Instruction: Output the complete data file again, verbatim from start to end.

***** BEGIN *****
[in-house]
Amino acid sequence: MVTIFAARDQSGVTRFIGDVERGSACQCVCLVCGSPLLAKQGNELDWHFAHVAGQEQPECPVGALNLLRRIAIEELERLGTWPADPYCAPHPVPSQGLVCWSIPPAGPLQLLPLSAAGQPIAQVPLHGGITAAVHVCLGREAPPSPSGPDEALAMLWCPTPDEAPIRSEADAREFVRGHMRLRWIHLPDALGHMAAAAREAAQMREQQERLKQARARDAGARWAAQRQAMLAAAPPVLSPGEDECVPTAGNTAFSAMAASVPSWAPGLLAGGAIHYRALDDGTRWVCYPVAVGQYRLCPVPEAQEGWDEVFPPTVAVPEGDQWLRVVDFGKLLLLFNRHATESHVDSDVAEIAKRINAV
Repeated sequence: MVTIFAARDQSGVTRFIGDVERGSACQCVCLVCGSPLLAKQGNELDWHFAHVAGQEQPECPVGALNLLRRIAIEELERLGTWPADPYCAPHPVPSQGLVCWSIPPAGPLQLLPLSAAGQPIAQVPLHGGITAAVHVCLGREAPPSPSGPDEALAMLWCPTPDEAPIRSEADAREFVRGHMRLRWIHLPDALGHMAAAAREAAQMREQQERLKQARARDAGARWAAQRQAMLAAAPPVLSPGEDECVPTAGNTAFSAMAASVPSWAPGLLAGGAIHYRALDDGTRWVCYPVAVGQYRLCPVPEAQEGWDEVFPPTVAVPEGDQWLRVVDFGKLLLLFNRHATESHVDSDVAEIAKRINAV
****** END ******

[in-house]
Amino acid sequence: MVTIFAARDQSGVTRFIGDVERGSACQCVCLVCGSPLLAKQGNELDWHFAHVAGQEQPECPVGALNLLRRIAIEELERLGTWPADPYCAPHPVPSQGLVCWSIPPAGPLQLLPLSAAGQPIAQVPLHGGITAAVHVCLGREAPPSPSGPDEALAMLWCPTPDEAPIRSEADAREFVRGHMRLRWIHLPDALGHMAAAAREAAQMREQQERLKQARARDAGARWAAQRQAMLAAAPPVLSPGEDECVPTAGNTAFSAMAASVPSWAPGLLAGGAIHYRALDDGTRWVCYPVAVGQYRLCPVPEAQEGWDEVFPPTVAVPEGDQWLRVVDFGKLLLLFNRHATESHVDSDVAEIAKRINAV
Repeated sequence: MVTIFAARDQSGVTRFIGDVERGSACQCVCLVCGSPLLAKQGNELDWHFAHVAGQEQPECPVGALNLLRRIAIEELERLGTWPADPYCAPHPVPSQGLVCWSIPPAGPLQLLPLSAAGQPIAQVPLHGGITAAVHVCLGREAPPSPSGPDEALAMLWCPTPDEAPIRSEADAREFVRGHMRLRWIHLPDALGHMAAAAREAAQMREQQERLKQARARDAGARWAAQRQAMLAAAPPVLSPGEDECVPTAGNTAFSAMAASVPSWAPGLLAGGAIHYRALDDGTRWVCYPVAVGQYRLCPVPEAQEGWDEVFPPTVAVPEGDQWLRVVDFGKLLLLFNRHATESHVDSDVAEIAKRINAV